Pick another woman, label her "C", and ask her: "If I asked you if you and (point to A) her have a grandchild in common, what would you say?" If the answer is no, then ask her the same first question. If the answer is yes, then ask one of the other two women the same first question.
You have now identified the traits of X's parents. If the answers do not match, then it is not possible to determine X's traits. You have asked 3 questions so far. If they match, continue.
If C does not share a grandchild with A, then ask one of the other two women that question. At this point, relabel the women so that A & C share a grandchild, as do E & G. At this point, you have asked at 3 or 4 questions.
Ask A "You have a child that is a grandparent of X. Is I asked you if that child is a liar, what would you say?" If the answer indicates that child has the dominant trait, ask C the same question. If this answer is also the dominant trait, then you have your solution. The best case scenario is 5 questions.
If either of those answers was the submissive trait, then ask the same question of the other two women.
The worst case scenario is that all four of the grandparents have the submissive trait, as well as both parents. You can determine this in at most 8 questions.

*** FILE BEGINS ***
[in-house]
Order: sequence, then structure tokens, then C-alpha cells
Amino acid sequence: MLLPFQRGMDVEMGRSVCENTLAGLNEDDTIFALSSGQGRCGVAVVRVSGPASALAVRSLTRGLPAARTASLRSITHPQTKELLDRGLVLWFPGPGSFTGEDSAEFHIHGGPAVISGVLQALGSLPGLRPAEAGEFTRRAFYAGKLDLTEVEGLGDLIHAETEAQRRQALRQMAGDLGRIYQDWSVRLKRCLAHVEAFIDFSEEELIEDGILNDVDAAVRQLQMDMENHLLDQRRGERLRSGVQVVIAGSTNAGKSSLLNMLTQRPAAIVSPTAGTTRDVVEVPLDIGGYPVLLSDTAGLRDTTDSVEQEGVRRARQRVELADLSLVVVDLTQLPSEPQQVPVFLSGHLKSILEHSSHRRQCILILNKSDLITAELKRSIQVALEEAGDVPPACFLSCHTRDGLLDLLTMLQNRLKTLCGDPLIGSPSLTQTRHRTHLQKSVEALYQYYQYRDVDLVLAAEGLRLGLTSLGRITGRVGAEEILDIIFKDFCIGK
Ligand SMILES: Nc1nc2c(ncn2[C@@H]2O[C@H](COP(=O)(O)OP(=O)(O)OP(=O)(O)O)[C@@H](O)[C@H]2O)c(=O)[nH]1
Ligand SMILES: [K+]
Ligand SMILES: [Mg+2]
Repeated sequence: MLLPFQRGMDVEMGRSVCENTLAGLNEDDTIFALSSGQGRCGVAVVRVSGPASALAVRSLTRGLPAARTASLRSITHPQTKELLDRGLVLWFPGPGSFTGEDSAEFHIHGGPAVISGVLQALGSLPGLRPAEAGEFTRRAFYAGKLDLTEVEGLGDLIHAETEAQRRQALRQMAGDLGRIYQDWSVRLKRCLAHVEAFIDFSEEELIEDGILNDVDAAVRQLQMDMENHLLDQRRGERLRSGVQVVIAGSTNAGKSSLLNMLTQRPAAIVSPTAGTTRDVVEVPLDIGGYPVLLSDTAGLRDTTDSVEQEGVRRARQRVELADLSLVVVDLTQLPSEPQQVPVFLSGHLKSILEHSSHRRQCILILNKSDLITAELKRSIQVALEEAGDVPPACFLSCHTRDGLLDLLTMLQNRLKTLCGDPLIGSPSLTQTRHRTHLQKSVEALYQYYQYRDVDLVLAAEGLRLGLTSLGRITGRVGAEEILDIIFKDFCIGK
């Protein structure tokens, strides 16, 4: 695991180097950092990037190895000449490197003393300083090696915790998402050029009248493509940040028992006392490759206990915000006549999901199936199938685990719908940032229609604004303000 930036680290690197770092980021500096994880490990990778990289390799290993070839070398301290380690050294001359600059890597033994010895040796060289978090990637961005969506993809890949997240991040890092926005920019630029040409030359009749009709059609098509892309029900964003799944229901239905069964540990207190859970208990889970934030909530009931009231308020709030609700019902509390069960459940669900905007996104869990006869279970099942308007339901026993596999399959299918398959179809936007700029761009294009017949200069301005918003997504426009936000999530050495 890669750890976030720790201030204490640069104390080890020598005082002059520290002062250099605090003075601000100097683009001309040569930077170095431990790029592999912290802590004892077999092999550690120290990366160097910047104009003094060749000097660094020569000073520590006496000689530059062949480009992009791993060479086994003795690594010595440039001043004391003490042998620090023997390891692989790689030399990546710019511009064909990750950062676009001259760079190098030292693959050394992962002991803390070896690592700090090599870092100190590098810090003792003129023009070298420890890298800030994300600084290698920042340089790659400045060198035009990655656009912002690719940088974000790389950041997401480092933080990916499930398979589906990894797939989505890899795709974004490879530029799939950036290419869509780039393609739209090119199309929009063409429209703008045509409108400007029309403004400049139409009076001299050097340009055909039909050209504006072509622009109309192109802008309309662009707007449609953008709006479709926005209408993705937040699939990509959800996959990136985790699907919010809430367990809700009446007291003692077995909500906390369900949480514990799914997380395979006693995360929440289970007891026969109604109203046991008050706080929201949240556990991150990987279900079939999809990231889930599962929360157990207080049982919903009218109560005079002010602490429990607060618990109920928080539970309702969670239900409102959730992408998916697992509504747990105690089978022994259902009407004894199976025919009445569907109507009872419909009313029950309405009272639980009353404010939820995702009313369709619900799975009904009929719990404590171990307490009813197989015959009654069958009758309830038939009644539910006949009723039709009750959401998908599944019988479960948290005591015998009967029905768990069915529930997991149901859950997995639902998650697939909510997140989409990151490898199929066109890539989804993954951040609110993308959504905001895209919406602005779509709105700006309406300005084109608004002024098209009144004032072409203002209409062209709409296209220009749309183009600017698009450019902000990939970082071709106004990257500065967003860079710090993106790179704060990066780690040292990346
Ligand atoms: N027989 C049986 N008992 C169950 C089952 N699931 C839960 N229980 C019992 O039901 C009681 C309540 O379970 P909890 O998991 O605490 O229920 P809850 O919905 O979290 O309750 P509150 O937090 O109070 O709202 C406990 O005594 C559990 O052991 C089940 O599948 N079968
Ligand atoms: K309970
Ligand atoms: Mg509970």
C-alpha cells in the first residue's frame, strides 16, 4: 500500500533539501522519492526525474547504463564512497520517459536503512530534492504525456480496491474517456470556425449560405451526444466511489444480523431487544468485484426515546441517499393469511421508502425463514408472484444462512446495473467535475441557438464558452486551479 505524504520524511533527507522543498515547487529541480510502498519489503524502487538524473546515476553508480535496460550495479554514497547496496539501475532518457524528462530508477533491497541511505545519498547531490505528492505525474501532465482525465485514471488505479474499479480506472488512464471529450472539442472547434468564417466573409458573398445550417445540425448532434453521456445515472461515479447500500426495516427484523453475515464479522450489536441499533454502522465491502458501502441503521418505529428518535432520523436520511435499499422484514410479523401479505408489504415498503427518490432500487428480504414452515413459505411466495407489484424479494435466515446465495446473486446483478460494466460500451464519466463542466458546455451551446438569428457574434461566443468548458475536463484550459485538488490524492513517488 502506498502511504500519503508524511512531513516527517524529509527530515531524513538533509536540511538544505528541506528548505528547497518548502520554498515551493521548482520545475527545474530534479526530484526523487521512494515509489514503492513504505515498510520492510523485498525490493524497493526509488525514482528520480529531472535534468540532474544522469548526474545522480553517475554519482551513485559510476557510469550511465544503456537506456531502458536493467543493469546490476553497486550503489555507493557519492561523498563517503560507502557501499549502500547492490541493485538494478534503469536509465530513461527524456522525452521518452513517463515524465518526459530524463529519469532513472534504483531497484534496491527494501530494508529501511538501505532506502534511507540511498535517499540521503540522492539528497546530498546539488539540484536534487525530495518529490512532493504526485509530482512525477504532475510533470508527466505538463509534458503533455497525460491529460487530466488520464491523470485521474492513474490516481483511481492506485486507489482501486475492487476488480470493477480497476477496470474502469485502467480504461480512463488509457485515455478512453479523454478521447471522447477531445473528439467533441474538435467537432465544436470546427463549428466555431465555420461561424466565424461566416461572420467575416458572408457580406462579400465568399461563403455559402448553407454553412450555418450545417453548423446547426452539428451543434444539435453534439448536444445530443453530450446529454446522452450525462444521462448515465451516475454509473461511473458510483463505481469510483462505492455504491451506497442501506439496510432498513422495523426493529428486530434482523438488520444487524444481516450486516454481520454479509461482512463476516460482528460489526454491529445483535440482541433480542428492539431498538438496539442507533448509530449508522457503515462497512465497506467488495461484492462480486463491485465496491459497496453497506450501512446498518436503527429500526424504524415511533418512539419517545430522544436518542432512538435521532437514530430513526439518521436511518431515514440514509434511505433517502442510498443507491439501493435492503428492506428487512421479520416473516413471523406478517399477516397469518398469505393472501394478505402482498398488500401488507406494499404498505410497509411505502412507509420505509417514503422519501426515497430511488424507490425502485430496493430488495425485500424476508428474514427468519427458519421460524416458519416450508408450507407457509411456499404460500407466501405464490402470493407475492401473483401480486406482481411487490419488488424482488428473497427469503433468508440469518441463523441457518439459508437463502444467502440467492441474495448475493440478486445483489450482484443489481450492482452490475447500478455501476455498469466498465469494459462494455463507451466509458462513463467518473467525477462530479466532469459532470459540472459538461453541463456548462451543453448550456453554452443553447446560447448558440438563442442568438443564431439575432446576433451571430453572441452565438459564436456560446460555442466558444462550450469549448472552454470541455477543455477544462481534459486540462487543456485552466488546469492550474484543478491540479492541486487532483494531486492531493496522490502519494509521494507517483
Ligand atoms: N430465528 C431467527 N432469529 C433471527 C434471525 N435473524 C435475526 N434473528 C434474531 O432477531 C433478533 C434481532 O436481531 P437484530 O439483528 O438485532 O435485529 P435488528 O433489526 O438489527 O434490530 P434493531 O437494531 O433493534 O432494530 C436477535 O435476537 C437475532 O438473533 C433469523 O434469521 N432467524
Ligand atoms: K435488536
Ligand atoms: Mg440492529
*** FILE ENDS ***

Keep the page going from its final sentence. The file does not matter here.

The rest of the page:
In this case, ask each of the eight people "If I asked you if you were a liar, what would you say?" 8 more questions.
If more than half are of the dominant trait, then there must be at least one pair where both are dominant. You don't need to determine which; you have succeeded.
The worst case scenario is that two of each gender are the dominant trait and two are of the recessive trait. In this case, ask each of the woman with the dominant trait "If I asked you if he (points to one male with dominant trait) or he (points to other male with dominant trait) were your husband, what would you say?" If either says yes, you have succeeded. If both say no, then it is not possible to determine X's trait.
Thus, all tolled, this adds up to 18 questions for the worst case scenario. In the case that all of X's parents and grandparents are the recessive trait, as are half his great-grandmothers and great-grandfathers, then finding the answer or finding the problem is unsolvable comes down to determining if any of the pairs of great-grandparents were of the dominant trait.
$^1$Note: the presence of the O allele does not affect the math. If two people are truth-tellers and have a child that is a liar, then the T gene must be dominant, and the child must be either FF or FO. If T is dominant and two people are both liars, then their children must also be liars (or stillbirths, which we know Mr. X and his ancestors are not).